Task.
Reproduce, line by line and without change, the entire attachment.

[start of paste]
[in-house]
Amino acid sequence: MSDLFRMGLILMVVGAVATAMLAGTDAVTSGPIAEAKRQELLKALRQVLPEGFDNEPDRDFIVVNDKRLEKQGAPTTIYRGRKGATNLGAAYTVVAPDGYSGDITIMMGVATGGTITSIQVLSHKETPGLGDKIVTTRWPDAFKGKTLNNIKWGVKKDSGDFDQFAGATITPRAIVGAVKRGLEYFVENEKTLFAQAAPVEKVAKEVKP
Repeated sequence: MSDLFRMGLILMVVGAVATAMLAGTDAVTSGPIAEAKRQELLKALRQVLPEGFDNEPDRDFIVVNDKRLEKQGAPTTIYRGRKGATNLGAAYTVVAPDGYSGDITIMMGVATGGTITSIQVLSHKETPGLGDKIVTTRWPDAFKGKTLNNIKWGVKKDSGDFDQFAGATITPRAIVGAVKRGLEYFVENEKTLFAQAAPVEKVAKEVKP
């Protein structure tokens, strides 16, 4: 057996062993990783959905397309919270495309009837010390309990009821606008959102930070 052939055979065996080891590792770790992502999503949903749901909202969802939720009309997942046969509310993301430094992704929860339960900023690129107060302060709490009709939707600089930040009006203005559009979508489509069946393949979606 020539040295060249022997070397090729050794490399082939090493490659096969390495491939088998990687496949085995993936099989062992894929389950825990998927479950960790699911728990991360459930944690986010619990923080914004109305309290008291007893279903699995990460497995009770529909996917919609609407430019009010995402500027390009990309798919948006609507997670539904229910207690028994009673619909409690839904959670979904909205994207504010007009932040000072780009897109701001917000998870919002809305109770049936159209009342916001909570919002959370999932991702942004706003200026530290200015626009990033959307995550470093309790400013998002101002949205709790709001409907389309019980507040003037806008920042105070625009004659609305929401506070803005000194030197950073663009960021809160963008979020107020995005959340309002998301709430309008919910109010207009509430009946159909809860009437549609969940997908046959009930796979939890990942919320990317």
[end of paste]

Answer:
[in-house]
Amino acid sequence: MSDLFRMGLILMVVGAVATAMLAGTDAVTSGPIAEAKRQELLKALRQVLPEGFDNEPDRDFIVVNDKRLEKQGAPTTIYRGRKGATNLGAAYTVVAPDGYSGDITIMMGVATGGTITSIQVLSHKETPGLGDKIVTTRWPDAFKGKTLNNIKWGVKKDSGDFDQFAGATITPRAIVGAVKRGLEYFVENEKTLFAQAAPVEKVAKEVKP
Repeated sequence: MSDLFRMGLILMVVGAVATAMLAGTDAVTSGPIAEAKRQELLKALRQVLPEGFDNEPDRDFIVVNDKRLEKQGAPTTIYRGRKGATNLGAAYTVVAPDGYSGDITIMMGVATGGTITSIQVLSHKETPGLGDKIVTTRWPDAFKGKTLNNIKWGVKKDSGDFDQFAGATITPRAIVGAVKRGLEYFVENEKTLFAQAAPVEKVAKEVKP
């Protein structure tokens, strides 16, 4: 057996062993990783959905397309919270495309009837010390309990009821606008959102930070 052939055979065996080891590792770790992502999503949903749901909202969802939720009309997942046969509310993301430094992704929860339960900023690129107060302060709490009709939707600089930040009006203005559009979508489509069946393949979606 020539040295060249022997070397090729050794490399082939090493490659096969390495491939088998990687496949085995993936099989062992894929389950825990998927479950960790699911728990991360459930944690986010619990923080914004109305309290008291007893279903699995990460497995009770529909996917919609609407430019009010995402500027390009990309798919948006609507997670539904229910207690028994009673619909409690839904959670979904909205994207504010007009932040000072780009897109701001917000998870919002809305109770049936159209009342916001909570919002959370999932991702942004706003200026530290200015626009990033959307995550470093309790400013998002101002949205709790709001409907389309019980507040003037806008920042105070625009004659609305929401506070803005000194030197950073663009960021809160963008979020107020995005959340309002998301709430309008919910109010207009509430009946159909809860009437549609969940997908046959009930796979939890990942919320990317």